For the first time in eight years, a new head football coach will pace West Potomac’s sidelines this fall. Jeremiah Davis takes over for Eric Henderson, who parted ways with the school this spring.
Davis, an Annandale High School alum, played defensive end for head coach Joe Paterno at Penn State from 2000 to 2004 and has served as Annandale’s defensive coordinator the past seven seasons. Patch sat down with the 29-year-old head coach, husband and father of three to talk about the upcoming season.
What are some of the things that you have done in your short time at West Potomac to establish your coaching staff and to instill your new philosophy with your players?
The first thing we have done is to try to establish a culture of having good people. We want to make guys understand that they are going to be held accountable for their actions in school and at home. We want them to understand that while this is football, that’s not the be-all and end-all.
We need them to be role models in school, and we expect the same thing from our coaches. That’s the first thing that I talked to the parents and administration about.
What are some of the challenges and things that you are still getting used to this early in your tenure as a head coach?
Things are not the same everywhere. I’m getting used to how things are done at West Potomac. And, also, just making sure that we get everyone on the same page. We’re switching the offense offensive philosophy from what they were doing here last year, and we’re helping the guys understand that a little better. And just reaching out to the different players who want to be a part of the program.
Have you spoken with former head coach Eric Henderson? Has he reached out to you during the transition?
We spoke over email quite a bit when I first got the job. We spoke concerning some of the guys who are seniors and juniors who are being recruited and passed along information. He offered to give any help that I needed and to answer any questions that I had. He offered to chip in.
It’s been a pretty smooth transition, and I’m glad that it’s been like that for the sake of the whole program. It’s tough losing a head coach. He’s been really good, and we’ve both reached out to each other.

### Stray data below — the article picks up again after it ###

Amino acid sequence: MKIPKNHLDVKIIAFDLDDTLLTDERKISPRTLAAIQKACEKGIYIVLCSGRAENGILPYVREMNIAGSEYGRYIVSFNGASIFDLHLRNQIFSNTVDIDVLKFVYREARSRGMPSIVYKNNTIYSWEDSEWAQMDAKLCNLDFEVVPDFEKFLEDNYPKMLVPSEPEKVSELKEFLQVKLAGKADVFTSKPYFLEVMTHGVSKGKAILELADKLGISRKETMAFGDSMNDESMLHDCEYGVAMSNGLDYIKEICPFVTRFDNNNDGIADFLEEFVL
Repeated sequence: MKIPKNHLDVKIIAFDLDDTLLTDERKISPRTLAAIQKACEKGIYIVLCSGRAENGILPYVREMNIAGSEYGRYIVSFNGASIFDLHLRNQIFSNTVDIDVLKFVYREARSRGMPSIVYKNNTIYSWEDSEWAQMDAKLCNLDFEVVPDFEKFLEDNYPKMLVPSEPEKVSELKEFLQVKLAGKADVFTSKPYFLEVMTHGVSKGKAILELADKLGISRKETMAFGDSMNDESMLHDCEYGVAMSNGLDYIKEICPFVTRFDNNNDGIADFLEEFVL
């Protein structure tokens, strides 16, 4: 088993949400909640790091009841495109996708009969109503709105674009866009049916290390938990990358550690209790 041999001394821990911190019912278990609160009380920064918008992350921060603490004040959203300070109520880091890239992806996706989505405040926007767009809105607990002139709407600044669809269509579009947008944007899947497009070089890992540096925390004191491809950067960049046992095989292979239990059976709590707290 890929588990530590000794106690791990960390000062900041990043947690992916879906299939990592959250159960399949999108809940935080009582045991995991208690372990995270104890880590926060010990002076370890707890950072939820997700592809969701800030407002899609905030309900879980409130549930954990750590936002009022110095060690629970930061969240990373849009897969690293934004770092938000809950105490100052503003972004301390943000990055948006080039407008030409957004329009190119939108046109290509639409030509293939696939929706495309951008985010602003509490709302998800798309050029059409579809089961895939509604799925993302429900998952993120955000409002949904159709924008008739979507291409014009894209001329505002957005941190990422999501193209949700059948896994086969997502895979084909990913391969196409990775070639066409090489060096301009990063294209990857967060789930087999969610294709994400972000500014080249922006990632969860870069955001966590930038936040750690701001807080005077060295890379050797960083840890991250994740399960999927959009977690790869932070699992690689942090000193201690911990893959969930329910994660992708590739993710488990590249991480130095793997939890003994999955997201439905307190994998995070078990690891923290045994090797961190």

How has it been with balancing your new responsibilities and demands as head coach with your role as a father and a husband?
It’s tough. My wife and I dated in college, and twenty hours a week back then were dedicated to football. So she understands. With the kids during the summertime, because my wife is also a teacher, she’s able to help out with them and balance things out. She understands that this is a passion of mine. I thank her so much.
As far as being a head coach, I’ve really taken it on. I’ve taken a lot from my old head coach, Dick Adams, who was always at school. I understand that I have to be the first guy there and the last guy out and set an example for accountability.
As an opposing coach at Annandale, what was your impression of West Potomac’s football team over the past several seasons?
I think that it’s pretty much shared throughout the region that West Potomac is a really athletic team. I knew that they had guys who could run and catch, who were big and who were fast. But since I’ve been here, it’s like opening a new Christmas present every day.
Being a former player who has played at such a high level and who is not that far removed from playing the game, what separates you from your counterparts?
The ability to understand where the guys are coming from and teach them at their learning level. One of the things that I remember from being a player at Annandale and Penn State, which also gives me a fresh perspective on recruiting and with how the college game works, is what was important to me as a player. That is the atmosphere of competition and how to motivate guys.
I think that I have a really good pulse on that. And also, to be able to relate is a good thing. It all goes back to the mentoring aspect. First, we’re going to be good people. Then we’re going to be a good team.